A Field Trip to the Faroe Islands...
A few months ago, myself and Joel Alston, travelled to the incredible Faroe Islands -- an archipelago between Iceland and Norway in the North Atlantic Ocean. This country has been high on my list for some time and I was so excited to finally visit.
It’s a place where waterfalls drop into the ocean, where sheep outnumber people 2:1 and where tunnels cut through mountains. Although this place is growing rapidly in popularity, it felt to us, totally wild, untamed and little explored. You can walk for hours through some of the most spectacular scenery without seeing another soul.
We visited in early April, so there was still some snow dusting the peaks and the grass that covers almost every inch of the islands was a beautiful shade of burnt orange. The temperatures here are fairly mild all year round, it hovered between 3-5C during our whole trip, so it’s quite easy to pack for.
However, the archipelago has the nickname ‘the land of maybe’ due to how quickly the weather can change and it’s also well known for its heavy rainfall and high winds, waterproof gear is a must.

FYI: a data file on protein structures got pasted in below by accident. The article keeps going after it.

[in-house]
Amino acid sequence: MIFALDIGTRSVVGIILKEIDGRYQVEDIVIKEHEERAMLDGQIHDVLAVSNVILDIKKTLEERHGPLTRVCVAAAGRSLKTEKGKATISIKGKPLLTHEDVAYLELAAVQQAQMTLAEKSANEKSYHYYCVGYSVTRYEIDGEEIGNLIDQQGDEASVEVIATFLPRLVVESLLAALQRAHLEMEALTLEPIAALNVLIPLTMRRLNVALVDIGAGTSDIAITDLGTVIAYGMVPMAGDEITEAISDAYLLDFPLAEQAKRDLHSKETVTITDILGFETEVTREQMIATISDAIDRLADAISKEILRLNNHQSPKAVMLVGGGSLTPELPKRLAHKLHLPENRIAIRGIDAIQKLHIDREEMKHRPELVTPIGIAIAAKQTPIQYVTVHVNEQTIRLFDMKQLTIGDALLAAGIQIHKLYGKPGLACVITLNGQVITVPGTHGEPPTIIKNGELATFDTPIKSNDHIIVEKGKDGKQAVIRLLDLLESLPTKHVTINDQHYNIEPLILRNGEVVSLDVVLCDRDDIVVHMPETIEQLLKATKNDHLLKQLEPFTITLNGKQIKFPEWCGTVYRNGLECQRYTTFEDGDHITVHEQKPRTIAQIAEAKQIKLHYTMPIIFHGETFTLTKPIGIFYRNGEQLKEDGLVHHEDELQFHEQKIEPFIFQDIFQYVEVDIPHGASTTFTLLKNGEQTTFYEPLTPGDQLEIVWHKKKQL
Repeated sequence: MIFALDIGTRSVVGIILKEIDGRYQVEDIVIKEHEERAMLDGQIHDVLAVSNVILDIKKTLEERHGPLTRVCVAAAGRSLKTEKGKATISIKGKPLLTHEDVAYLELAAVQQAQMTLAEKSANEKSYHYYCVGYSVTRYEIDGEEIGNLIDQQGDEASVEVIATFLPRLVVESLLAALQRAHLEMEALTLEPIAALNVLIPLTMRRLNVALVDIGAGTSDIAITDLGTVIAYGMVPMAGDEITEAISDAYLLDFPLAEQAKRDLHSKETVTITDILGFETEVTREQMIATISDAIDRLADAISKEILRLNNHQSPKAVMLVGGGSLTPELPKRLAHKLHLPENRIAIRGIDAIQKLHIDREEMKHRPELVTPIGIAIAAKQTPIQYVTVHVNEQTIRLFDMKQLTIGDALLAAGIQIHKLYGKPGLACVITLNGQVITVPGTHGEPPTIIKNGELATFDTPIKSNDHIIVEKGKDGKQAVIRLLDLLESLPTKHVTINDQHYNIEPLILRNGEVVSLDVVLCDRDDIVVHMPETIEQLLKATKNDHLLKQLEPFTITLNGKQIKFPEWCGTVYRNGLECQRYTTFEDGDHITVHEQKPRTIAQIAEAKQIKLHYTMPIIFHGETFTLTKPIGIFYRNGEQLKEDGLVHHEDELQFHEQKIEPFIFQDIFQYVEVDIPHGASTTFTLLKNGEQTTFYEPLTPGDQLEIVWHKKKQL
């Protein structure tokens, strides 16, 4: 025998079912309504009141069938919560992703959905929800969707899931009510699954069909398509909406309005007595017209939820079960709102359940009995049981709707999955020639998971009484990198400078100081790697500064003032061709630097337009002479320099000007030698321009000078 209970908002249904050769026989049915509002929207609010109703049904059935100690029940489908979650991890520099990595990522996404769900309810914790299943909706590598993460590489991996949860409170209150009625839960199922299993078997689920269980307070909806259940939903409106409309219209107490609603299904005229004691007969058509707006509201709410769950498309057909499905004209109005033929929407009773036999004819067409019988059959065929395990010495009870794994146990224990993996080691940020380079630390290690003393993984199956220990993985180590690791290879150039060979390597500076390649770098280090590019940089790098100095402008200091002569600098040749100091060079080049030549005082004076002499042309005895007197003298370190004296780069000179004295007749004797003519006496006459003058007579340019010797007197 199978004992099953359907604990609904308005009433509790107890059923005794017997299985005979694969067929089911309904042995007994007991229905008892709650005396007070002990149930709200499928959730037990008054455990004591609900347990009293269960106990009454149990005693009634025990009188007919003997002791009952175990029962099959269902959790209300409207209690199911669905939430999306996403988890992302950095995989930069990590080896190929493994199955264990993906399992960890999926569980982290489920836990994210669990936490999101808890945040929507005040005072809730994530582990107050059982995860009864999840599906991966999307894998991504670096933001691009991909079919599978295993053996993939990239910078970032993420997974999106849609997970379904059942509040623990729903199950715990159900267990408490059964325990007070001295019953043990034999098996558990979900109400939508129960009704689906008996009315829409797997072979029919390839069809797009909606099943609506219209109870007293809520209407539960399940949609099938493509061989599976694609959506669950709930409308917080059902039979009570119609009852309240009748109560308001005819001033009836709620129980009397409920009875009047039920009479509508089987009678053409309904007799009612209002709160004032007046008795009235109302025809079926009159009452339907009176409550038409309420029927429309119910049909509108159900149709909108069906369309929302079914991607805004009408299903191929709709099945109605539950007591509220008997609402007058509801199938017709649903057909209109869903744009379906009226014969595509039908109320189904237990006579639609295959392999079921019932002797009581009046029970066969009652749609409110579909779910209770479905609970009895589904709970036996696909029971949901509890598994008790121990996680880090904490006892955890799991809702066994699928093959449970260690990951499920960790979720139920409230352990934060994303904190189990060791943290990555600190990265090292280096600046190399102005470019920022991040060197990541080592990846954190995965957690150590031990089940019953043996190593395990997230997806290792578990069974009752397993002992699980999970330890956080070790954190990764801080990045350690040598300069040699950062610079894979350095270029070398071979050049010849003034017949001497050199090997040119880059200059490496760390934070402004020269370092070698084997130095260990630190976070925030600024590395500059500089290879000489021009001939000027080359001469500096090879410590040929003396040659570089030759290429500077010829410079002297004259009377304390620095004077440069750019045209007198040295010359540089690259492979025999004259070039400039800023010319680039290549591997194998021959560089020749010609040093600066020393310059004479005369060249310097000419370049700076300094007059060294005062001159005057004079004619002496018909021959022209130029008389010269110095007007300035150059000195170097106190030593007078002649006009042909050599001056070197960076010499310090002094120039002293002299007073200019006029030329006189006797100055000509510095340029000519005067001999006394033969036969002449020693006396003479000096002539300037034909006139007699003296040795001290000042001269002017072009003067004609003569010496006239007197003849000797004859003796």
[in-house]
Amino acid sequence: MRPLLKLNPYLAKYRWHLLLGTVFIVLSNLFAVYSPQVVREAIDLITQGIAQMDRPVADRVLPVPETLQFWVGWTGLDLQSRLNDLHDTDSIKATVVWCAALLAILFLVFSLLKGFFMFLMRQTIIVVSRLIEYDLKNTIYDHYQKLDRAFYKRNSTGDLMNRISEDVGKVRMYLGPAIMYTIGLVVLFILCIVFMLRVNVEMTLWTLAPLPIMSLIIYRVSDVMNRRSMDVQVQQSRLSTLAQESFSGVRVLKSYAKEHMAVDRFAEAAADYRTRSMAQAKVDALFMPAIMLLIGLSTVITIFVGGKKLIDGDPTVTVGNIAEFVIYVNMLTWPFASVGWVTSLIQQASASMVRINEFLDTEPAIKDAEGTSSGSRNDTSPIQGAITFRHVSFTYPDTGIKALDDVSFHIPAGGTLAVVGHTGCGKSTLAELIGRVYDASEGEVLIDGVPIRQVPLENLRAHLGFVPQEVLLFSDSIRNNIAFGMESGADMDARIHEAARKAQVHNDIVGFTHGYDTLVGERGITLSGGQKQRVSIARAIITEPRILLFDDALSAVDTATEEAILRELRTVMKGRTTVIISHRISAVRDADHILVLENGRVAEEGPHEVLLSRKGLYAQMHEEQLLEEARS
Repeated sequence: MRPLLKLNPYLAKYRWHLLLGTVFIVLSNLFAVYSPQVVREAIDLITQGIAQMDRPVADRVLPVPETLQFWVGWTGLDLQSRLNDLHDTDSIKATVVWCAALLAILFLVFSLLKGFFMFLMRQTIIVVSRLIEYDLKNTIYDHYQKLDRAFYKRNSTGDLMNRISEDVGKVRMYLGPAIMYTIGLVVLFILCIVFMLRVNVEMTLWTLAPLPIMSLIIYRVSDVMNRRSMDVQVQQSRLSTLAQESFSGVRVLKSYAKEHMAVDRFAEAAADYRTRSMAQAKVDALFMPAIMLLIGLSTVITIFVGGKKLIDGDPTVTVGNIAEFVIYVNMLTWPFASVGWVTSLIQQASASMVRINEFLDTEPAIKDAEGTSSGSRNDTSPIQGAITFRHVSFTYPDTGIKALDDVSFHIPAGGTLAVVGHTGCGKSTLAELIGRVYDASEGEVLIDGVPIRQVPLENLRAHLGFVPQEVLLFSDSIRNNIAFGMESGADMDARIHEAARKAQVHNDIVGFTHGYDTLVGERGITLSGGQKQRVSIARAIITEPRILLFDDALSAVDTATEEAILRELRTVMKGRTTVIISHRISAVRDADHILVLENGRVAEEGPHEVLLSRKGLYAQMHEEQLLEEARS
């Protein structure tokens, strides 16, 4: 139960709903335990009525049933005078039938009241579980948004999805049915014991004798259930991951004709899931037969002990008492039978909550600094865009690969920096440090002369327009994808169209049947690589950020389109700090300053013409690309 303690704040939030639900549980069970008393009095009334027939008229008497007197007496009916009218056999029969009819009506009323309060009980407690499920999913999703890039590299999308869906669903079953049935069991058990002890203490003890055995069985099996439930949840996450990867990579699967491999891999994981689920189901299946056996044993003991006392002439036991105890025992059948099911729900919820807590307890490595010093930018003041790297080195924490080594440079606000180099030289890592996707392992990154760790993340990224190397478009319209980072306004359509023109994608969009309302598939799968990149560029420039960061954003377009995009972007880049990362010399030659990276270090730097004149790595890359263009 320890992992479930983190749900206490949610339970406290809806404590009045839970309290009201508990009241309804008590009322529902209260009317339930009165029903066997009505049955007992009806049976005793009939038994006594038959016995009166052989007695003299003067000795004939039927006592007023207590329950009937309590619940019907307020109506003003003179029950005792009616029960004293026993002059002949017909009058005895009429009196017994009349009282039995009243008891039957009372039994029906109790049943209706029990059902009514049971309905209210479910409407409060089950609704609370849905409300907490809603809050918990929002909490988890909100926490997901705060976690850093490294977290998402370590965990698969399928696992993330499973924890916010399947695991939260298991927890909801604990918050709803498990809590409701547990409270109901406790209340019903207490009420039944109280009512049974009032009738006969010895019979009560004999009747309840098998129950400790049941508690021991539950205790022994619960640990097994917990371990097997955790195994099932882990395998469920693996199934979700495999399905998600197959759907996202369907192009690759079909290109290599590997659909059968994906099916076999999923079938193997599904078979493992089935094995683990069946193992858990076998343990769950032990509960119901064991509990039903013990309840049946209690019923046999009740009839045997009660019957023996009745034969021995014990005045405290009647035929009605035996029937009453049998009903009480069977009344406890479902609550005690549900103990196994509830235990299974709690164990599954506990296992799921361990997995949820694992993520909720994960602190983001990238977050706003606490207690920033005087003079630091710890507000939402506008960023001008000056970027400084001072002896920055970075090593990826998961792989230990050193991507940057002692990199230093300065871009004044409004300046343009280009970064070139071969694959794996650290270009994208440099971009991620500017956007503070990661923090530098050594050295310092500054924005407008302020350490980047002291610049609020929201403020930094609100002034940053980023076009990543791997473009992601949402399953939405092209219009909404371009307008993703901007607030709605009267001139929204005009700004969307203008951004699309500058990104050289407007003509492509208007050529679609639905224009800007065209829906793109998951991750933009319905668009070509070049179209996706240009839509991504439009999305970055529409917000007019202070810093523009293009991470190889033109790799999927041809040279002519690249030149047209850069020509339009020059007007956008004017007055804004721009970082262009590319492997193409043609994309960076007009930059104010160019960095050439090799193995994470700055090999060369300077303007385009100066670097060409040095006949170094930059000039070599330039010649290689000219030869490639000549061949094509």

As usual, I kept my photography equipment simple - my trusty Canon 5D Mark III body, along with my Sigma 35mm and 85mm Art lenses. I would recommend taking a wide angle lens though, if you’re planning a trip, to ensure you can make the most of the epic views, I had to substitute by shooting panoramas when I couldn’t fit everything in.
Anyone that knows myself or Joel knows that we both love nature and especially colder climates, so we were so pumped for this trip. As soon as we landed in the Faroe Islands we jumped into our hire car and hit the road, we only drove 10 minutes from the airport before we were back out again, putting on our boots and setting off on a trail that runs along the edge of lake Sørvágsvatn.
Less than an hour later we were stood on the edge of the huge cliffs with the wind buffeting us, looking back at the lake appearing to float on the cliffs above the ocean and the fulmars doing areal acrobatics overhead. To say it took our breaths away would be an understatement.
This pretty much sets the tone for the rest of the trip where we experienced raging waterfalls, epic mountainous views, black sand beaches, grass-roofed houses and even getting the opportunity to shoot portraits with some locals.
To see more from our trip, check out this video I shot on my phone: https://youtu.be/FmR01NR0ncA